Many of UKZN’s Medical School Class of ’69 who attended their 50th reunion function in Durban recently are still in active practice.
They include Dr Farouk Haffejee, Dr Ahmed Salejee, Dr Percy Naidoo, Dr Rajend Maharaj, Dr Titus Moghoro, Dr Bala Naidoo, Dr Les Ananth, Dr Steve Ramasuvha, Dr Thomas Rambau, Dr Simon Khoza, Dr Chandracant Manga, Dr Pilisa Shweni and Dr Krish Thangavelu.
The doctors were shown how the Medical School – now known as the Nelson R Mandela School of Medicine – has changed over the years but also how many things remain the same!
They were studying at Medical School during the time of well-known struggle individuals such as Steve Biko, Dr Ben Ngubane and Dr Ronney Green-Thompson. It was a very difficult era in the history of South Africa – the Nationalist Party was in power and enforcing repressive laws that limited the movement of African, Indian and Coloured students at the school and also after graduation as they were only permitted to work in certain areas.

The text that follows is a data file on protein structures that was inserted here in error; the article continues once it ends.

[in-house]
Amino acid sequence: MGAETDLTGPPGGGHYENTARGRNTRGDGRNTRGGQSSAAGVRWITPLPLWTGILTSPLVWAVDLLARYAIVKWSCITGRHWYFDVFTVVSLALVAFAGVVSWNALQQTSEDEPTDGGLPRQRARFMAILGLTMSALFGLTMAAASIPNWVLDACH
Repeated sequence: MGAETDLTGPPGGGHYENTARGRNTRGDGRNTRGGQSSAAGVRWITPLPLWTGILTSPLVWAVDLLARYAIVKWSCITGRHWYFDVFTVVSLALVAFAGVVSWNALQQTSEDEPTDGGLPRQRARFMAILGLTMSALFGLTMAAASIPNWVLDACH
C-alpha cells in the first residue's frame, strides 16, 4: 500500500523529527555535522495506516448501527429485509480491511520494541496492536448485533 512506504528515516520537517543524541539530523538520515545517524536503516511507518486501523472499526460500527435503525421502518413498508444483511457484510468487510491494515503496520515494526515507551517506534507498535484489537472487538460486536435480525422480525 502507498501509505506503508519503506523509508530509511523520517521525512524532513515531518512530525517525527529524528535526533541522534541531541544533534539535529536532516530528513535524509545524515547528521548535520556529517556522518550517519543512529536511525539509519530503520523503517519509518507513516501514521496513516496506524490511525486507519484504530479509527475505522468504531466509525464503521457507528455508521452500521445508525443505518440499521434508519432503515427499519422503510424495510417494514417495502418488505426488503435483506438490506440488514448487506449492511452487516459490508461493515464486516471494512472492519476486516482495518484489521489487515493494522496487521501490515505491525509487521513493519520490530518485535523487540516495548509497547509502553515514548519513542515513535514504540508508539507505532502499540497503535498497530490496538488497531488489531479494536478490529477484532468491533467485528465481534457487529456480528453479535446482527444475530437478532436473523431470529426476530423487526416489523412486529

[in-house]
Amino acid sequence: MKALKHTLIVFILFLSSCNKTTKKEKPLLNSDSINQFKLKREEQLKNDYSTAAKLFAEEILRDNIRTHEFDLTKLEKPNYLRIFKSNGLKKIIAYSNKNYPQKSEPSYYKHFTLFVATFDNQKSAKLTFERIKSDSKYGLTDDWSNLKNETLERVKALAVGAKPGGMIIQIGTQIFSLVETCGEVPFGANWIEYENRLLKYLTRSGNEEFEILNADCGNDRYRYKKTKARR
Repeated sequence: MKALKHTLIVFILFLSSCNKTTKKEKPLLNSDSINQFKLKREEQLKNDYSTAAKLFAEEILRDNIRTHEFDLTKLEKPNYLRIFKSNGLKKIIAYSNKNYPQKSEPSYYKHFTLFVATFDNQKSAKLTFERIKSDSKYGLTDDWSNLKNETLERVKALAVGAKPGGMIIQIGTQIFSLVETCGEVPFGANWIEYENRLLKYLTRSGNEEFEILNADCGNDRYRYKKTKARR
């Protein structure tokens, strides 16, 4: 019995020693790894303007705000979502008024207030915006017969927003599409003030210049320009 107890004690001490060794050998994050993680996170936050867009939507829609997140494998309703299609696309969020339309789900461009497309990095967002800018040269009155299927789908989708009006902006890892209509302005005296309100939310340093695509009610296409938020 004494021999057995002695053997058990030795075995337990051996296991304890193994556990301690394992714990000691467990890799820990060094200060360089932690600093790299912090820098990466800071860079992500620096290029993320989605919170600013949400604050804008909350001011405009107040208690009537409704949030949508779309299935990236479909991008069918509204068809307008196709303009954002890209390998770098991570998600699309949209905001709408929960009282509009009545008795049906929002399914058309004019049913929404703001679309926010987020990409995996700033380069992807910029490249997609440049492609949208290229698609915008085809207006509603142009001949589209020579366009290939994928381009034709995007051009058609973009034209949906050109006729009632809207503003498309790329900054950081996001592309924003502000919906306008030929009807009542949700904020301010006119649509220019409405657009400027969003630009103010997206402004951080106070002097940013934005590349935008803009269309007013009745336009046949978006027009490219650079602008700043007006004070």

Many young doctors had their dreams of specialising shattered because of the limitation of movement and access to posts which were often in Whites-only hospitals. African, Indian and Coloured doctors were not allowed to work in Whites-only hospitals, as they were not allowed to treat White people or give orders to White nurses and junior doctors.
The reunion was a very emotional event as many of those in attendance had not seen each other for 50 years. They exchanged stories and shared experiences and watched a video message from the Dean of Clinical Studies at the Medical School, Professor Ncoza Dlova.
Words: Lihle Sosibo